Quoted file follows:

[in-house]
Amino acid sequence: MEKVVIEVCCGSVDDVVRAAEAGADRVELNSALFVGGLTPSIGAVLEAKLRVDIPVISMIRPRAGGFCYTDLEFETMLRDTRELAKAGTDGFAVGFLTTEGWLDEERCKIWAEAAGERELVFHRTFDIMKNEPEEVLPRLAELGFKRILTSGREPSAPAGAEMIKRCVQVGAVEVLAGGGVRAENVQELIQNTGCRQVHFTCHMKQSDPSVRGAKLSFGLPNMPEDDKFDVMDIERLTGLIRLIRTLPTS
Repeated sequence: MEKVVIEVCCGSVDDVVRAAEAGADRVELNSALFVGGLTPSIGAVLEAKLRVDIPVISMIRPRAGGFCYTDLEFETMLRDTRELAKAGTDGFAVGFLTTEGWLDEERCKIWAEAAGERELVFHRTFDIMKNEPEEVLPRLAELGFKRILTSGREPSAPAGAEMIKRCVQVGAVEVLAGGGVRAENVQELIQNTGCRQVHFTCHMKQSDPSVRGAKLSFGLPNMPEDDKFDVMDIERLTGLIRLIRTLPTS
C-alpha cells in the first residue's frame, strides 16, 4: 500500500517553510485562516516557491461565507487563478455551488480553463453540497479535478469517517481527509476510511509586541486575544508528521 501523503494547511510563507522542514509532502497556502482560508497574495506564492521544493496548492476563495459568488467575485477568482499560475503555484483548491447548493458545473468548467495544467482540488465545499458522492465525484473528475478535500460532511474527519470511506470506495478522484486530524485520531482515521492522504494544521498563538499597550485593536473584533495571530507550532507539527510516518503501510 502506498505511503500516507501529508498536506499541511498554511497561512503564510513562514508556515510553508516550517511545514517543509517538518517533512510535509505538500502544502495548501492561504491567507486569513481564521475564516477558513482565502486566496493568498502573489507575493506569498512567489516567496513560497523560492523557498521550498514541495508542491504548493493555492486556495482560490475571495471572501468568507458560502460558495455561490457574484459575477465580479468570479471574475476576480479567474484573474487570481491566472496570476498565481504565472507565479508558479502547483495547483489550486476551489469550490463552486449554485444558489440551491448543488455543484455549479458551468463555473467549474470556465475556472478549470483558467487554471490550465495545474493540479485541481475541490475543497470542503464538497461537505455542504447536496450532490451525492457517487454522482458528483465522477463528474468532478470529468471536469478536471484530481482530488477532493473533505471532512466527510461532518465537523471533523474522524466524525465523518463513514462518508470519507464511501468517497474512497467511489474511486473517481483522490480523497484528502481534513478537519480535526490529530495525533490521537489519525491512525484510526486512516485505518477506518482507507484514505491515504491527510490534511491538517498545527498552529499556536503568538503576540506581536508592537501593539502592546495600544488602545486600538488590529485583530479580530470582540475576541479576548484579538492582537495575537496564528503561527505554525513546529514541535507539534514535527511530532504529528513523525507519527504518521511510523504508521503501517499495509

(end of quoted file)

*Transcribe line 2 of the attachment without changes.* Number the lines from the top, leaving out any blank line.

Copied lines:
Amino acid sequence: MEKVVIEVCCGSVDDVVRAAEAGADRVELNSALFVGGLTPSIGAVLEAKLRVDIPVISMIRPRAGGFCYTDLEFETMLRDTRELAKAGTDGFAVGFLTTEGWLDEERCKIWAEAAGERELVFHRTFDIMKNEPEEVLPRLAELGFKRILTSGREPSAPAGAEMIKRCVQVGAVEVLAGGGVRAENVQELIQNTGCRQVHFTCHMKQSDPSVRGAKLSFGLPNMPEDDKFDVMDIERLTGLIRLIRTLPTS